Yesterday, both Versace and Hawkins discussed Google (GOOG) on air with Fox Business, Versace on Money with Melissa Francis and Hawkins with Neil Cavuto. We're both wondering just what the company is thinking these days with its spending spree, which you might find surprising given our frustration over the lack of capital investing by corporates these days.
According to Bloomberg, S&P 500 companies are expected to spend about 95% of their earnings in 2014 on share buybacks and dividends while the Commerce Department estimates that the average age of fixed assets, such as plants and factories, is about 22 years old, the oldest average going back to 1956.
Aging capital reduces labor productivity, which eventually cuts into the bottom line, but so far companies seem to prefer financial engineering to investing in the future growth of their businesses. While it probably means we will one day be in for a major capital spending and business investment cycle, we'd argue that such a boom is not likely until we see the corporate tax code overhauled and more tax-friendly repatriation of offshore cash.
That said, perhaps returning cash to shareholders is a better choice than Google's investment in robotics, a 60-year lease on NASA's massive Moffett Airfield and an enormous accumulation of corporate real estate, through acquisitions and leases, including 1.9 million square feet in Sunnyvale and 934,000 square feet in Redwood City, Calif., often picking up new digs before it even gets to occupy the last footage.
We aren't exactly clear how spending on robots or owning/leasing an empire of empty buildings is going to help the company's core search and advertising business or otherwise generate shareholder value. Perhaps Google is looking to emulate Amazon's (AMZN) increasingly controversial venture capitalist-style research and development. Our collective antennae are up when we see companies straying from their core businesses in ways that are not obvious value generators. This is in contrast to Apple (AAPL), which we believe has done an excellent job of staying focused on the type of innovation that will deliver long-term shareholder value.
Maybe the rather heady performance of many tech sector stocks is reigniting some of Google's hubris from the past and has executives drinking a tad too much of their own Kool-Aid. However, if these wild adventures don't generate incremental return on investment, it's the shareholder's that will be left holding the bag.
Meanwhile, companies in the S&P 500 aren't the only ones making due with what they've got. Consumer spending is still well below its historical norms, as the chart below illustrates. Growth in personal consumption expenditures is still far below historical norms, having peaked in the late 1990s. This is intuitive given that, according to the Census Bureau's September 2014 release of its annual report on "Income and Poverty in the United States," median household income in 2013 was just $51,939, still 8% below the 2007 levels, and 8.7% below the peak level in 1999 at $56,895.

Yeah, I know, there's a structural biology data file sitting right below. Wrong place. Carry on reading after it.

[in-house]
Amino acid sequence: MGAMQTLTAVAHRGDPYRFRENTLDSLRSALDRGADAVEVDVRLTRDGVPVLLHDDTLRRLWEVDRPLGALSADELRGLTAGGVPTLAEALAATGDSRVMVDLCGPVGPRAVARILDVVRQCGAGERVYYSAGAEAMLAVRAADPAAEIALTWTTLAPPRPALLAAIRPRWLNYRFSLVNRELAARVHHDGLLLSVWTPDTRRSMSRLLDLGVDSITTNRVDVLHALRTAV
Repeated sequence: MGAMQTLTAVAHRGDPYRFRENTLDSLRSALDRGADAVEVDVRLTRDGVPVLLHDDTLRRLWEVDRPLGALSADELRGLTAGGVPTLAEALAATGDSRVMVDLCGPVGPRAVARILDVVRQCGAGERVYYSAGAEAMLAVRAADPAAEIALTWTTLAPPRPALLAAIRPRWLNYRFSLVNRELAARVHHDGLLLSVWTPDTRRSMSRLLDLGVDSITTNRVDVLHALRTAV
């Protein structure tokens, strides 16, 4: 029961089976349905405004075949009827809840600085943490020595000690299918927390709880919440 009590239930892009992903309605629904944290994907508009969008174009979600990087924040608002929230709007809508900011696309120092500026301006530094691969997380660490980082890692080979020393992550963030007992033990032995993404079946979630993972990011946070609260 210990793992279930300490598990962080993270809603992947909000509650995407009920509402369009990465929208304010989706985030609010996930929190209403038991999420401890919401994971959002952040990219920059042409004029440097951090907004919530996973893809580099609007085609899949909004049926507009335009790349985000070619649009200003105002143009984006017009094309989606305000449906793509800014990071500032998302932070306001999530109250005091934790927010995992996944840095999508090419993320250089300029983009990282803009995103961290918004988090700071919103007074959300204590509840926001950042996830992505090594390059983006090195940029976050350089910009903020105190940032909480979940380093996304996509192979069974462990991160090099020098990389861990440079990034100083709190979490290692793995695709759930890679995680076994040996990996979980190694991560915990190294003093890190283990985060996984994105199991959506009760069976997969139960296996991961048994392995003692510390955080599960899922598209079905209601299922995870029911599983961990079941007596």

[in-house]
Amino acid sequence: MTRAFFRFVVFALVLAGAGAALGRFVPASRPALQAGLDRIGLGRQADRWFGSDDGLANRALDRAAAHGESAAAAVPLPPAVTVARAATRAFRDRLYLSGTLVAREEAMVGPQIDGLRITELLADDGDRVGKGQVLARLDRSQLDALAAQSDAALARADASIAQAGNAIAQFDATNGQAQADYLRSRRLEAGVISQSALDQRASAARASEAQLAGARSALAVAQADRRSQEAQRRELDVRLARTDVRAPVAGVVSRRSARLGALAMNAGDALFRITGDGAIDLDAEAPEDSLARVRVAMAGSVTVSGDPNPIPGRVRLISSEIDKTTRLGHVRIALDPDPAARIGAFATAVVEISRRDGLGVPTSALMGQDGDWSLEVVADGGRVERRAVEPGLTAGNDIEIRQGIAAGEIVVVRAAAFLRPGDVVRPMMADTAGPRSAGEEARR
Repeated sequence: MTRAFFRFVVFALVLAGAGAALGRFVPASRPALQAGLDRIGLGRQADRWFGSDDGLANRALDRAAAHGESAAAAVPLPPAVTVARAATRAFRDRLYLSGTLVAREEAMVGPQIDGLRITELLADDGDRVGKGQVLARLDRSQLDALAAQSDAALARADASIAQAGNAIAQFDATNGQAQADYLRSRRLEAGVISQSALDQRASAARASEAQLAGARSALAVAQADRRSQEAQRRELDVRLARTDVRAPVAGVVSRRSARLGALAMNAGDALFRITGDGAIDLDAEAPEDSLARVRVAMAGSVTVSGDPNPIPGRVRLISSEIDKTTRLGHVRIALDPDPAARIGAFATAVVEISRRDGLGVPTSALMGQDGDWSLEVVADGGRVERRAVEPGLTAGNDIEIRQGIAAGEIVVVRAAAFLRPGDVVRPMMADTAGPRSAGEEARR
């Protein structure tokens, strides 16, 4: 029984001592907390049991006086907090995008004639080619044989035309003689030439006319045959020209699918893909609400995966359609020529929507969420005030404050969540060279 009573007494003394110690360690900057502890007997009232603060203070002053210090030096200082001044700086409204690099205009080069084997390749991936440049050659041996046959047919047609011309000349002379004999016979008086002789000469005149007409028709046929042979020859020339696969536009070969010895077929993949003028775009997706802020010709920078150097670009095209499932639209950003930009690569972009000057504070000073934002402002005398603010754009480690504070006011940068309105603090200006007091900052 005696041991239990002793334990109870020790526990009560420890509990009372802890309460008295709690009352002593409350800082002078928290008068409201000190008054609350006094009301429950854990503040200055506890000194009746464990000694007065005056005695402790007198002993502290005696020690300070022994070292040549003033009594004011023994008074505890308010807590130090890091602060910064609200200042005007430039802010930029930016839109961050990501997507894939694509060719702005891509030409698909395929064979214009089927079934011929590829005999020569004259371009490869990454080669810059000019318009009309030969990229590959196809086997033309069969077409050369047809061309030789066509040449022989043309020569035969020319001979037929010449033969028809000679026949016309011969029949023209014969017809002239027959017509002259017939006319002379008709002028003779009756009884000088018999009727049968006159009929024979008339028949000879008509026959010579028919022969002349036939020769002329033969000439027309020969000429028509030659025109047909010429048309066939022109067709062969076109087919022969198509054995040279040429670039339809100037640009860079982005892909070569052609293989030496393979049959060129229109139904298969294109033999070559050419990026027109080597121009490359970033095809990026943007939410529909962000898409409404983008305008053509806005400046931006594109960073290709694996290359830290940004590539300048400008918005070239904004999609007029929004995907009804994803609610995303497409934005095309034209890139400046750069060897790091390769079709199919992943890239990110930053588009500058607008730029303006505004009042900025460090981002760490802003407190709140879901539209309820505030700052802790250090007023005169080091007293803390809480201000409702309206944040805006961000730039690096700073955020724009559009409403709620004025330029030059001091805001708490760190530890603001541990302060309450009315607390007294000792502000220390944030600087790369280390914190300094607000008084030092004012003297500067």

With that in mind we'll be looking closely this Friday at the Advance Monthly Sales for Retail and Food Services from the U.S. Census Bureau to see if falling prices at the pump translated into an increase in spending, or if instead consumers added to their rather skinny piggy banks. If the money saved at the pump does translate into additional spending, and you think that the higher-end has taken a sufficient beating, companies such as Coach (COH), Michael Kors (KORS) or Blue Nile (NILE) may benefit. But given that Macy's (M) reported a worse-than-expected same-store sales comp and cut guidance, we're not holding our breath that "Joe Consumer" is getting ready to spend like a drunken sailor.
Most stocks are priced rather rich these days, particularly given the melt up over the last few weeks, so our tack has been to look for ones that have been struggling, but have solid fundamentals.
Coach is currently trading below its 50-day and 200-day moving averages. It has an attractive dividend yield of about 4%, and is currently trading at a discount relative to both its five-year average price-to-earnings ratio and three-year price-to-sales ratio. Its P/E ratio is also well below the industry average.
Michael Kors is now trading over 30% below its highs, but has strong fundamentals with a very healthy balance sheet, an impressive gross margin of 61%, and over 40% revenue and EPS growth in the most recently reported quarter. The company has also announced a share repurchase plan, (nice to see a fashion company keeping up with the fashion), which will enhance EPS.
If you'd rather stick with the cash-strapped-consumer-discount-retailer theme, falling oil prices combined with an appreciating dollar may make Wal-Mart (WMT), which is set to report tomorrow, an interesting play beyond the holiday season. Wal-Mart sources much of its goods either directly or indirectly from international suppliers, while over two-thirds of its sales are domestic. All else being equal, an appreciating dollar would improve margins. Falling oil prices will also help reduce transportation costs, again, improving margins.
Costco (COST), TJX Companies (TJX), which owns T.J. Maxx, Marshalls and HomeGoods, as well as Ross Stores (ROST) are also stocks to look at this holiday season.